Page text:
Wednesday, August 31, 2011

The problem with academic journals

George Monbiot nicely summarises the problems with academic journals as they currently stand.

  • Journals get their content for free (papers submitted by authors).
  • Journals get their quality control for free (reviewers volunteering their time).
  • Journals get their editors for free (more volunteers).
  • Journals charge thousands of dollars per year for subscriptions.
Yet, academics must publish in journals to advance their careers: university managers and funding bodies all like the nice, simple metric of counting the number of publications an academic has published in high-impact journals. And most of the high-impact journals are the ones that cost thousands per year.
 
Monbiot argues that this has the effect of shutting cutting-edge science behind extremely high paywalls, which has the effect of making science inaccessible to most of the population. When this happens, is it any surprise that hokum like the anti-vaccination movement takes hold in the population? Or that creationist baloney circulates so widely?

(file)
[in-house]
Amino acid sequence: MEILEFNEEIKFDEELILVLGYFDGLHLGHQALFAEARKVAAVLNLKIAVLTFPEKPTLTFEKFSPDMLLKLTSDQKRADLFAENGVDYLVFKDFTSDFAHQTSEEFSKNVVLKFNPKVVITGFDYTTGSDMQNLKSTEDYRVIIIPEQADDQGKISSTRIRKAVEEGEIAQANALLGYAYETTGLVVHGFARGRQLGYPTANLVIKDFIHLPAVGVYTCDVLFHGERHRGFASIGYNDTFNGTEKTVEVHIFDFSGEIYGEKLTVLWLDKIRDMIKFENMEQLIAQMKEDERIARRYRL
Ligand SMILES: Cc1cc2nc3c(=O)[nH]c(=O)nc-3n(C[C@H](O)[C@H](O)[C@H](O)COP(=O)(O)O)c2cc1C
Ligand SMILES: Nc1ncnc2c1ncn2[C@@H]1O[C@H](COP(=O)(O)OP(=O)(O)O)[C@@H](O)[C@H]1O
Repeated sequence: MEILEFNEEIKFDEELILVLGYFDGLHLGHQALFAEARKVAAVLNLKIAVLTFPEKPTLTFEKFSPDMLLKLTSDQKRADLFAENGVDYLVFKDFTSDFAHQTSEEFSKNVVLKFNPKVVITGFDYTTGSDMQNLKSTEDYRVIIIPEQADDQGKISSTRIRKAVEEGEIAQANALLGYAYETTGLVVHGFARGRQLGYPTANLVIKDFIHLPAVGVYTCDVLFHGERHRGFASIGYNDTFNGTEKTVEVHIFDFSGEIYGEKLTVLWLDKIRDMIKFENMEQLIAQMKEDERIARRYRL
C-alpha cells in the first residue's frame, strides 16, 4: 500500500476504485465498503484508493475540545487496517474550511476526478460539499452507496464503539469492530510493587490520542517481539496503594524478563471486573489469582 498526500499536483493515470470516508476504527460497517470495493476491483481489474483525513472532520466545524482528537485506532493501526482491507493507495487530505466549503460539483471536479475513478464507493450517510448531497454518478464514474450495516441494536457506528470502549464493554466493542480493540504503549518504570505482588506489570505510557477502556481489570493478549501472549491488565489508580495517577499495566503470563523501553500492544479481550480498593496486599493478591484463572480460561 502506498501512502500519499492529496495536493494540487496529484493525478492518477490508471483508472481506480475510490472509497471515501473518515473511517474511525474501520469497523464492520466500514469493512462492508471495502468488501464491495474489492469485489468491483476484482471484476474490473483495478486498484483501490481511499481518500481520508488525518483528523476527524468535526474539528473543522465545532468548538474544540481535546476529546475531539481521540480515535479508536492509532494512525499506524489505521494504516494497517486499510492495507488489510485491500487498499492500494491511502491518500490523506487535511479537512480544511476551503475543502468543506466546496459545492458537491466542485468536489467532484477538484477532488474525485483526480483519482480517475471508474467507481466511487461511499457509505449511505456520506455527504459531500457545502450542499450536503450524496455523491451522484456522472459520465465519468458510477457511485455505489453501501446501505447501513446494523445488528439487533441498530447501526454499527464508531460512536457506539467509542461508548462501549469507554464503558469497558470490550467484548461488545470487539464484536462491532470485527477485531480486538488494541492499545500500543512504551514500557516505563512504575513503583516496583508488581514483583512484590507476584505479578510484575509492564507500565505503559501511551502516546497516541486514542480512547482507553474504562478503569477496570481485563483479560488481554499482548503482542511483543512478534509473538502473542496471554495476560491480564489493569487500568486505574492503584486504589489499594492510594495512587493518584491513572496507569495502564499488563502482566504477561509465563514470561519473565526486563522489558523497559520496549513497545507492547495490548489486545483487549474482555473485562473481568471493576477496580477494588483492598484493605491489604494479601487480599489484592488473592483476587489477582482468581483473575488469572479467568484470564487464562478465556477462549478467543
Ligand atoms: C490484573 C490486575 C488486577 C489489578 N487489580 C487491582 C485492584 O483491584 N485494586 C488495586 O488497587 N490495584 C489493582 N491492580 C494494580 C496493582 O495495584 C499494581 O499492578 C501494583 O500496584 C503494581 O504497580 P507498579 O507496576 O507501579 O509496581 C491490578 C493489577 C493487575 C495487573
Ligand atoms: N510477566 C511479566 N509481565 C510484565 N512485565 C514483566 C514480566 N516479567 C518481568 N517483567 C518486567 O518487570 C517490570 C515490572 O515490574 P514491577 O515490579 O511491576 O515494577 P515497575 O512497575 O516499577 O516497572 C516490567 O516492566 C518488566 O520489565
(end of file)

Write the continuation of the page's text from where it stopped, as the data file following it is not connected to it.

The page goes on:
I think it's time for scientists, and leading scientists at that, to start submitting more to open-access journals. More importantly, it's time for managers and funding bodies to ditch the overly simplistic measures of performance that are derived from impact factors. Otherwise, things are not going to end well.